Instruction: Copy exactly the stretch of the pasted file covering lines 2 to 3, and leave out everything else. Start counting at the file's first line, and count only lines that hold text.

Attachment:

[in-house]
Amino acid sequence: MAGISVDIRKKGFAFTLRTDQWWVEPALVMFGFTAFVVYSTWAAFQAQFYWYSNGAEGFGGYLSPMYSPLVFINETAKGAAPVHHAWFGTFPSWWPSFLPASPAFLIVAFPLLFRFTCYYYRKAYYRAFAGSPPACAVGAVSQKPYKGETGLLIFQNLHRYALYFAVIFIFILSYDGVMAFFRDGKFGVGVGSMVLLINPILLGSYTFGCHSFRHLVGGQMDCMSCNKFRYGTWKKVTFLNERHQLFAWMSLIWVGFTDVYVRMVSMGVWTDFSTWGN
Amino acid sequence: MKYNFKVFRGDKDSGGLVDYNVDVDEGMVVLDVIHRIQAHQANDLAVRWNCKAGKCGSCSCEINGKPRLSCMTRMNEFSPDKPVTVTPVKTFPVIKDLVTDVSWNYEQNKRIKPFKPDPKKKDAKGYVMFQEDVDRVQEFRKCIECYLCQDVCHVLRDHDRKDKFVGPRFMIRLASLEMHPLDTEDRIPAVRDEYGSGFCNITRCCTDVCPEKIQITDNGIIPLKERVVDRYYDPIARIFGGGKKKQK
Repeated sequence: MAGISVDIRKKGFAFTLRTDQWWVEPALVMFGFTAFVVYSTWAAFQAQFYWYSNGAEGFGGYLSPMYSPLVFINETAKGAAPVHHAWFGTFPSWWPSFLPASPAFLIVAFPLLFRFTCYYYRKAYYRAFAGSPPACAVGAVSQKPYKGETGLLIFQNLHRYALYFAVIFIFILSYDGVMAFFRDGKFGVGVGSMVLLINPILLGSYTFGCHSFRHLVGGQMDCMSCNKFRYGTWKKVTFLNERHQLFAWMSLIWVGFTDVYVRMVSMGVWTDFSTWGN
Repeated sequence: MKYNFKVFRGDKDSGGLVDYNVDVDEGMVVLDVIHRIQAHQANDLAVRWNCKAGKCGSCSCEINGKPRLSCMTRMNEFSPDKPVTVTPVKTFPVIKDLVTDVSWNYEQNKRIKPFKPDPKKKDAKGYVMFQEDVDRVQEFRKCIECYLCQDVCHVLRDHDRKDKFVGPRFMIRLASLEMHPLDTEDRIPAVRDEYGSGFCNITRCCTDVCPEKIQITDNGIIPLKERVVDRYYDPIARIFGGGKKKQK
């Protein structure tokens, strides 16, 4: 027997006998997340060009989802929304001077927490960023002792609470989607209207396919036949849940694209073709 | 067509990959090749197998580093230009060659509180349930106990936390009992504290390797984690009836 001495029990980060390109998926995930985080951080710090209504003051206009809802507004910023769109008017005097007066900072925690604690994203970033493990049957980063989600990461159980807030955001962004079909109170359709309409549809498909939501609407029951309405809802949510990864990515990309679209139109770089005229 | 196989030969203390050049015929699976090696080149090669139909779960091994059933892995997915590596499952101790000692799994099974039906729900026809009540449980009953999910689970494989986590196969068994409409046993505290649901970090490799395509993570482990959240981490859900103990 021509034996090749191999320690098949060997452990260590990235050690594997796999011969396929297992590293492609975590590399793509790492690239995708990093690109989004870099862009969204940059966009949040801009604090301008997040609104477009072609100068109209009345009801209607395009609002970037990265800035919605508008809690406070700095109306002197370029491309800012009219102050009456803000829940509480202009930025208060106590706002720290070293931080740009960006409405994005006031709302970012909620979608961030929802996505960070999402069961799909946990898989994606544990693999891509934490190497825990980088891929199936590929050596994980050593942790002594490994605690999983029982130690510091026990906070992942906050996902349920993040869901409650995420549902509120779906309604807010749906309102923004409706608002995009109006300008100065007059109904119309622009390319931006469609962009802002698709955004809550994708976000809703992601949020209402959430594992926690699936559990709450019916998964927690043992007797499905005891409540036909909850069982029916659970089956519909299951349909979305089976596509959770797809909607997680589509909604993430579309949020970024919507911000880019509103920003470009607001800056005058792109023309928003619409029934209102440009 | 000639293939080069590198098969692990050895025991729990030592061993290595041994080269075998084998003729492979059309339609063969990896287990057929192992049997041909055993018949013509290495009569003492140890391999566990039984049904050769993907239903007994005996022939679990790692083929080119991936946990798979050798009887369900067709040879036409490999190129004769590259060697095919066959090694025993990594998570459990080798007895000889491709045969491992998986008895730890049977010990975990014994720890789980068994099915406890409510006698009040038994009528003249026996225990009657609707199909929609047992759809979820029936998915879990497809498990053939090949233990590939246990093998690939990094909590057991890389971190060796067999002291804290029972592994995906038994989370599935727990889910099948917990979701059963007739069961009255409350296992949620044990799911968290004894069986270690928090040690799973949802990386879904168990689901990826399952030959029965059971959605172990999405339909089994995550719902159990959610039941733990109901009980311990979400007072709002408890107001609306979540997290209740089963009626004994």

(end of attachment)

Amino acid sequence: MAGISVDIRKKGFAFTLRTDQWWVEPALVMFGFTAFVVYSTWAAFQAQFYWYSNGAEGFGGYLSPMYSPLVFINETAKGAAPVHHAWFGTFPSWWPSFLPASPAFLIVAFPLLFRFTCYYYRKAYYRAFAGSPPACAVGAVSQKPYKGETGLLIFQNLHRYALYFAVIFIFILSYDGVMAFFRDGKFGVGVGSMVLLINPILLGSYTFGCHSFRHLVGGQMDCMSCNKFRYGTWKKVTFLNERHQLFAWMSLIWVGFTDVYVRMVSMGVWTDFSTWGN
Amino acid sequence: MKYNFKVFRGDKDSGGLVDYNVDVDEGMVVLDVIHRIQAHQANDLAVRWNCKAGKCGSCSCEINGKPRLSCMTRMNEFSPDKPVTVTPVKTFPVIKDLVTDVSWNYEQNKRIKPFKPDPKKKDAKGYVMFQEDVDRVQEFRKCIECYLCQDVCHVLRDHDRKDKFVGPRFMIRLASLEMHPLDTEDRIPAVRDEYGSGFCNITRCCTDVCPEKIQITDNGIIPLKERVVDRYYDPIARIFGGGKKKQK